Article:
Henrico 21 Lesson Videos
We just wrapped up this year’s 21st century lesson plans awards. Below is one of the student work winners- a great stop motion ad created for Alexander’s BBQ. The restaurant has the ad running on its website.
You can also find quick video summaries of the winning lessons (like the one below) on the ITRT Vimeo site. Once we get the lesson plans and artifacts up, I’ll post those as well.
Rachel Toy (the teacher who leads off the video above) is also working with me and a few other people on 21st century assessment (which I’ll post about later).
Here’s my advice. Get your leadership on board with the same vision of what this looks like. That doesn’t mean “Yeah, P21 sounds good.” or “I like ISTE’s version.” If your administration is going to push this as something that needs to be done, they actually have to know what they’re talking about in detail. General comments about doing things 21st century style won’t cut it. The vision has to come from the top and it has to be focused on your county/school. Even if you could just apply some framework out of the box you’d lose quite a lot of value. So now you’ve got your vision. You’re going need to have some way to assess where you are now, otherwise there’s no way to see if you’re getting better or where you need to focus specifically. If you really think about you can make a tool that will perform a variety of functions with only minor alterations. This is a good idea for all kinds of reasons- for instance you won’t have to spend enormous amounts of time making brand new tools all the time and the commonalities will make the data more comparable and consistent. Think about observations, quick walk throughs . . . Now you’re going to need to norm the observation tool. If not, you […]
Well not so secret anymore- here are some interesting quotes I pulled from Twitter* today. They are at a conference and may be quoting others so please excuse any misattributions. Perhaps we should define digital fluency not in terms of *being* (what I am) but in terms of *doing* (what I can do, and habitually do). Gardner Campbell I liked it because it puts the onus on the individual to “do” what they need to do, not hide behind nonsense like “being” digital immigrants. Now, to what extent does what you “do” impact who you are? Are they the same? Does it matter? On training vs. education: would you want your child to have sex education or sex training? Kevin Creamer That echoes my hatred for the word trainer at my old job and the idea of getting together to have “trainings” for teachers. I tended to start what I called conversations with “This is not a training. You are not seals . . . ” Great line from Glenda Morgan: Jesuit approach to faculty development. We don’t want their projects; we want their souls! Gardner Campbell Exactly, but you can/should expect people to be careful with their souls and less careful with projects. Are projects the route to faculty souls? (Is the love of money the root of all […]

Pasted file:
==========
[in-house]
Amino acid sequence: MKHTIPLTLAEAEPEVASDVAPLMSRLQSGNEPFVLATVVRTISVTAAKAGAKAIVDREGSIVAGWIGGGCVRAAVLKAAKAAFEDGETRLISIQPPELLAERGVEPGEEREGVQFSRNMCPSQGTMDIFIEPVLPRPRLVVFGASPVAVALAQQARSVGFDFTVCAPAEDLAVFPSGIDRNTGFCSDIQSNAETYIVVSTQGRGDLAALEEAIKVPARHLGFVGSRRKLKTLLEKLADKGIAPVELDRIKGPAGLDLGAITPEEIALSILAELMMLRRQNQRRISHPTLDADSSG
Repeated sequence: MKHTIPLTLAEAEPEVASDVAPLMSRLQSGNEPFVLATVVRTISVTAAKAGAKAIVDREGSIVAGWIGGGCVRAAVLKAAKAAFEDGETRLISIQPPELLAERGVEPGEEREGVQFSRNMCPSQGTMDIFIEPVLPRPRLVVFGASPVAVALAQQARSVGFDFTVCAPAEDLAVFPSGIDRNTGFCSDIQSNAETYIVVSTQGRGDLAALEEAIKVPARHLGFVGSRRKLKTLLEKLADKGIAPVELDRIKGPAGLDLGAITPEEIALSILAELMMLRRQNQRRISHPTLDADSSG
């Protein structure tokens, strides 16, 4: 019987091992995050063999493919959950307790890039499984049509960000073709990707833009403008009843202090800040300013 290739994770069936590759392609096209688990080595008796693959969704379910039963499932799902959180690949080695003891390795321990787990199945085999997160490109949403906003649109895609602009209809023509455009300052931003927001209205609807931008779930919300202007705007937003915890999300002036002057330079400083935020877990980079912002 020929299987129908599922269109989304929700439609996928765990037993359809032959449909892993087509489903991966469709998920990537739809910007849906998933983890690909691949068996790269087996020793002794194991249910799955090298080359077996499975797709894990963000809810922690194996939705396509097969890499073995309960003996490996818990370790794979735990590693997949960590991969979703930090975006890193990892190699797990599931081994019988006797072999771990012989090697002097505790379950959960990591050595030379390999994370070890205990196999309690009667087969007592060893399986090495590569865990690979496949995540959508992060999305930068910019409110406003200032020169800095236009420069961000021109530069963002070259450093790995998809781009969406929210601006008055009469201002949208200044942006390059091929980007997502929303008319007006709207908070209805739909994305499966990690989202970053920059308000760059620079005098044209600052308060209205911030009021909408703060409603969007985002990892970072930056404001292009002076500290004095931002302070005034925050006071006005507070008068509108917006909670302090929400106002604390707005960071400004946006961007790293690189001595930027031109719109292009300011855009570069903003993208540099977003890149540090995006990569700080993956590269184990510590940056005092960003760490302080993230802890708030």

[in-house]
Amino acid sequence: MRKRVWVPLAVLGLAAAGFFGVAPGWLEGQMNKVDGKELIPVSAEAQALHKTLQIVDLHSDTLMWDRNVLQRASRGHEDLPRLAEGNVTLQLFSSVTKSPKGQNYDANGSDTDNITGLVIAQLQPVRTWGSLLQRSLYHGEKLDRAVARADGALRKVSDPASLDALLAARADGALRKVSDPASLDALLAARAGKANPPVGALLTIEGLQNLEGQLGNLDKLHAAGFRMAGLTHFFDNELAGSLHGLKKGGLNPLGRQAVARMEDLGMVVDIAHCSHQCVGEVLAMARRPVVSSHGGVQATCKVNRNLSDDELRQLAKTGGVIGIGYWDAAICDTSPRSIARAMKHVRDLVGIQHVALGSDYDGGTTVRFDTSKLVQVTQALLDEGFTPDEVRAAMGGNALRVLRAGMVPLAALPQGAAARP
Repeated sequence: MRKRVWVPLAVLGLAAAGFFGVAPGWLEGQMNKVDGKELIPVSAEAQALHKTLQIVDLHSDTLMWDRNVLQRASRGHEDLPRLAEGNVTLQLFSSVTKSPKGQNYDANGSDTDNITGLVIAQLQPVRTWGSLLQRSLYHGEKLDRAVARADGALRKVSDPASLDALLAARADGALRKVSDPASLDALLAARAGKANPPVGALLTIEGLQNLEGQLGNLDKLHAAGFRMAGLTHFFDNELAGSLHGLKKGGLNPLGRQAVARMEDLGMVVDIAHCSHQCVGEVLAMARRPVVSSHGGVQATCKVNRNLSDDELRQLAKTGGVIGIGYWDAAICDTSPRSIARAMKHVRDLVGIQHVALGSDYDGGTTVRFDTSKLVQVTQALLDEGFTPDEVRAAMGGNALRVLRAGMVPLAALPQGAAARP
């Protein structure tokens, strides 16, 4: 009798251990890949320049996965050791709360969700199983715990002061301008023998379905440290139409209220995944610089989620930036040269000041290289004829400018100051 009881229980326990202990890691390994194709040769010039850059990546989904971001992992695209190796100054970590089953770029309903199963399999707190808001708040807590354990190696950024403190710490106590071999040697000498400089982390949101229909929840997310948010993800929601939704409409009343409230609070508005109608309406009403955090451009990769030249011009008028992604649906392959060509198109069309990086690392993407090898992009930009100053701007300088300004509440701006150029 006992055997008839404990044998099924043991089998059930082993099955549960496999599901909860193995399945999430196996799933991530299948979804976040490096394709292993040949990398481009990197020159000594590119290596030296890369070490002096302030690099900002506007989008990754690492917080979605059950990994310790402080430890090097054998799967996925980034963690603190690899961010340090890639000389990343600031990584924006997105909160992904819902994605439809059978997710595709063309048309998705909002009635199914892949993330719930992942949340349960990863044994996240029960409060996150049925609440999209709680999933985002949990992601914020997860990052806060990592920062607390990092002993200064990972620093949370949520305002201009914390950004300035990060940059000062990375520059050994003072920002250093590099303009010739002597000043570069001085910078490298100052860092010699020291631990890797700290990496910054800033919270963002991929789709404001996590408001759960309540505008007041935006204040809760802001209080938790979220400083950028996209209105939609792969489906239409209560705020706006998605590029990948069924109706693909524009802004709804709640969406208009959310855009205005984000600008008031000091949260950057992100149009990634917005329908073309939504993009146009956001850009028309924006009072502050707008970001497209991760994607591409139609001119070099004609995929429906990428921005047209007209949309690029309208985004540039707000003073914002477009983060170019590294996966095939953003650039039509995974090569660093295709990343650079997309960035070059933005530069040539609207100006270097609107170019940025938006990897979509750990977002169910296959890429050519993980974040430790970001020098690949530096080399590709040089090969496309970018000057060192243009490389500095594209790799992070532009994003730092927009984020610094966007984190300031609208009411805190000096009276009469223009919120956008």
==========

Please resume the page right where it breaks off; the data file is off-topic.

Via This American Life I bring you “Phone Call to the 14th Century” (at the 26:34 mark).There’s a link to a version on the Kasper Hauser website but it isn’t nearly as good in my opinion. An opinion that may be shaped by the fact that I can still recite the intro to Chaucer’s Canterbury Tales in Old English and still remember the teacher that made me memorize it with disgust and loathing. Basic idea for those of you who have yet to listen- it’s a game show based on calling a hut in the 14th century and imparting as much key wisdom as you can in one minute. Such a simple idea and such potential for a history classroom. Simply remove 14th century and make your call as specific as you’d like (for instance the Aztecs pre-Conquistadors). Make your time longer or shorter, but keep the time pressure on or it’ll lose focus quickly. Students have to analyze the civilization at the time and think of all the things that might help that civilization, then it’s a matter of prioritizing them. I’d have them make the calls as actual recordings and then make it into a real game show. I’d probably have them categorize their main points and justify them in writing. Judges (teachers, parents, previous winners?) would judge […]